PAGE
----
Do not eat any fungi that has not been properly identified by a qualified professional, some are DEADLY when ingested. All edible wild fungi MUST be cooked.
Type: Gill fungi.
Overview: Flowery Blewit is a common and widespread, medium-to-large-sized mushroom. It typically grows in late summer well into the autumn either in small groups, clusters or fairy rings. It grows on the ground in soil or on woody debris. It is saprobic, obtaining its nutrients from decaying organic matter. It has a “flowery” odour that is somewhat faint, yet sometimes strong and sharp.
Distinguishing Features: The cap measures 5 to 10 cm across; growing hemispherical then broadly convex with an undulating margin. The cap is smooth, white becoming pale beige. When moist, it is pinkish brown towards the centre. When the mushroom first appears, the cap can be sticky. The flesh is thick, white to pinkish, and soft.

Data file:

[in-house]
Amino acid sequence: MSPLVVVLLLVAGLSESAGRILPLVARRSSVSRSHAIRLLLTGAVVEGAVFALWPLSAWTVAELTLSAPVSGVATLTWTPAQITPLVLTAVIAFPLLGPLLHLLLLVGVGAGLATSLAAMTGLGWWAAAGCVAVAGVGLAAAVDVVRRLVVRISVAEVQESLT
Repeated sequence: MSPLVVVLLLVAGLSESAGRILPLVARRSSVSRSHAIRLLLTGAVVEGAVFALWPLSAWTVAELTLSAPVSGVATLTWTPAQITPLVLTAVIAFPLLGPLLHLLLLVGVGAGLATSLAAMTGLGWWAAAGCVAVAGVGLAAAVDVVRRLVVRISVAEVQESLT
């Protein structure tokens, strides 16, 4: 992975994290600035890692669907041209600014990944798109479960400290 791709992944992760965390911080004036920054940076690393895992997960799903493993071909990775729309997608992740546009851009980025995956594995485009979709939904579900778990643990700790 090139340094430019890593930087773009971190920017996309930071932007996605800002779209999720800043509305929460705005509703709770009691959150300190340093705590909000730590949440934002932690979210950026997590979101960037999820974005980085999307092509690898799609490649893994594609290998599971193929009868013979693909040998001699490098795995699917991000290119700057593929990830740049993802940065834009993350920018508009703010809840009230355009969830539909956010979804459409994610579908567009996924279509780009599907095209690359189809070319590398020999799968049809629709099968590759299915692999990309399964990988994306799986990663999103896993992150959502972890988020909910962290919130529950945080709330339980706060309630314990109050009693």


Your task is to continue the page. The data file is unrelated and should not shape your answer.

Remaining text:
Height: The flowery blewit does not grow tall, it is low to the ground. Typically they are 5 to 8 cm tall. Once the leaves start falling they can be hard to spot.
Habitat: Deciduous and sometimes conifer forests. Most common in deciduous forests.
Spore print: Creamy white.
Season: Late summer well into autumn.
Gills: The gills are adnate or sinuate; narrow; crowded; cream, turning buff-pink when mature.
Edibility: It is edible when fully cooked; however, it has been known to cause upset stomach in some individuals.
Other name: Clitocybe irina.
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EdibleWildFood.com is informational in nature. While we strive to be 100% accurate, it is solely up to the reader to ensure proper plant identification. Some wild plants are poisonous or can have serious adverse health effects.
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